The news is brimming with religion. People of faith are taking
strong stands on both sides of political issues. Jewish settlers are
proclaiming a divine right to hold onto land. Evangelicals travel to
tsunami-devastated corners of the world offering their faith as the
answer for life's tribulations.
At the heart of these manifestations are people's encounters with
Holy Scriptures - and their differing interpretations of what the
sacred texts mean.
Over the millennia, both Jewish and Christian communities have
been shaped and reshaped by translations and reinterpretations of
In "Whose Bible Is It?," distinguished religious historian
Jaroslav Pelikan of Yale University offers a masterly overview of
this complex development of the Bible over the ages. From its
beginnings in the spoken word and oral tradition, through the
gathering of written books into canons, to the influence of changing
interpretive methods, Pelikan weaves a tapestry of the power of the
Word to mold religious communities, nations, and culture.
This engaging, concise, and highly readable work demonstrates
that the most influential book in Western civilization has always
held different meanings for different peoples. Yet it represents
fundamentally a "testimony of faith in the action of God."
Research has brought into question the historical basis of some
narratives, but the meaning of those stories, Pelikan says,
continues to resonate with people of various cultures in deep and
convincing ways. (While fewer Americans are now familiar with the
Bible - surveys show an astonishing ignorance of basics - millions
around the world are reading it in some 450 languages.)
In describing the evolution of various translations, Pelikan
clarifies how the scriptures have both unified religious groups and
divided them from one another - Jew from Christian, Catholic from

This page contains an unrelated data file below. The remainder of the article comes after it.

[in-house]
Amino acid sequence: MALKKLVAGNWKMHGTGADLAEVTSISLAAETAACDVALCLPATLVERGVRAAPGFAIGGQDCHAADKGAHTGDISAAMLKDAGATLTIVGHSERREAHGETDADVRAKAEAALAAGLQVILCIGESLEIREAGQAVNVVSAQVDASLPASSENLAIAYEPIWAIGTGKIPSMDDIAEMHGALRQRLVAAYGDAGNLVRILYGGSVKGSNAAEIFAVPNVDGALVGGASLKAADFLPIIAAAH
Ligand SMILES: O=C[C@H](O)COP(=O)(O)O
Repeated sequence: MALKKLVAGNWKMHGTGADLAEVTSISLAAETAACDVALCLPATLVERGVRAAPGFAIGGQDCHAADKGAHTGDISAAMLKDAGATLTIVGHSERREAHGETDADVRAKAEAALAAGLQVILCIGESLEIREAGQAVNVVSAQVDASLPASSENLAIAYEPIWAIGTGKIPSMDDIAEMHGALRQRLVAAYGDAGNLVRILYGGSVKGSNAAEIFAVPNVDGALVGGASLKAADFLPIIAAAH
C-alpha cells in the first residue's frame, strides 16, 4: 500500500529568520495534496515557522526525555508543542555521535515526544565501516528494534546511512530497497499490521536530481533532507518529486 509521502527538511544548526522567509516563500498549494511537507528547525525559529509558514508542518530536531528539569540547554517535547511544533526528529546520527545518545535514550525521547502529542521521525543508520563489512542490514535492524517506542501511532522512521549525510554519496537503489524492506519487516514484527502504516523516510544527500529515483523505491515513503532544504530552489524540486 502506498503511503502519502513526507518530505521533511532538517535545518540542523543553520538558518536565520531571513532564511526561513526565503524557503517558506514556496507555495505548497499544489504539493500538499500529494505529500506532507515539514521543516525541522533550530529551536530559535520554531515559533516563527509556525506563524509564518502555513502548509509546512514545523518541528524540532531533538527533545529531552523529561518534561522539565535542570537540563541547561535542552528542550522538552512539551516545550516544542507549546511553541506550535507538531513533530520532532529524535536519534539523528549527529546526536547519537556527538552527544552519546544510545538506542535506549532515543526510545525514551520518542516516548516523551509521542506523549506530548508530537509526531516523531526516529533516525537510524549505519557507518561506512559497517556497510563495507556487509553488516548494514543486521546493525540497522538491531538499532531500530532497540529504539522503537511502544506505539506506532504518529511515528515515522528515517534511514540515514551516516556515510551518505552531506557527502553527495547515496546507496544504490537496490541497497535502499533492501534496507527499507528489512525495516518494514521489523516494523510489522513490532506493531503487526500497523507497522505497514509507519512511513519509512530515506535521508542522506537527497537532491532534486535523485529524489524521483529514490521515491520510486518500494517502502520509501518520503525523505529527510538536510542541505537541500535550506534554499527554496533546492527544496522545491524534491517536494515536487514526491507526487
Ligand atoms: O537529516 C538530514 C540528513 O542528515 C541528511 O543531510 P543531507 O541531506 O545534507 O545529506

Eastern Orthodox, Protestant from Catholic, Protestant from
"The history of Jewish-Christian relations, and then the history
of the division within Christendom, is at one level the history of
biblical interpretation," he says. This remains true today as the
deepest split in Christianity is not between denominations but
across denominations over perceptions of the Bible.
In Judaism, the written scriptures are called the Tanakh, and
include the Torah (the Pentateuch), the prophets, and other writings
(Psalms, Proverbs, etc.).
The canon was fixed in the first century CE. Yet Jews living in
Egypt had earlier translated the Hebrew scriptures into Greek,
making them a part of world literature.
It was this Greek translation (the Septuagint) that became the
Old Testament of the Christian Bible, with Christians appropriating
the Jewish scriptures as their own. Viewing Christianity as the
fulfillment of biblical promise, and emphasizing an allegorical
interpretation, they found references to Jesus where Jews saw other
"Yet at some point, this 'stupendous claim' of prophecy and
fulfillment could no longer function with the combination of written
Tanakh and oral tradition ... but had to develop its own written
authority ... what we now call 'the New Testament,' " Pelikan
In shaping this testament, disputes arose over the written
gospels. The first agreement came in the mid-4th century, and the
canon was formally settled in 692, incorporating books seen as
connected to the apostles.
While the Greek Bible remained the text of Eastern Orthodoxy, the
Latin translation from the Greek - the Latin Vulgate - became the
Roman Catholic scripture, dominant in Western Europe for 1,000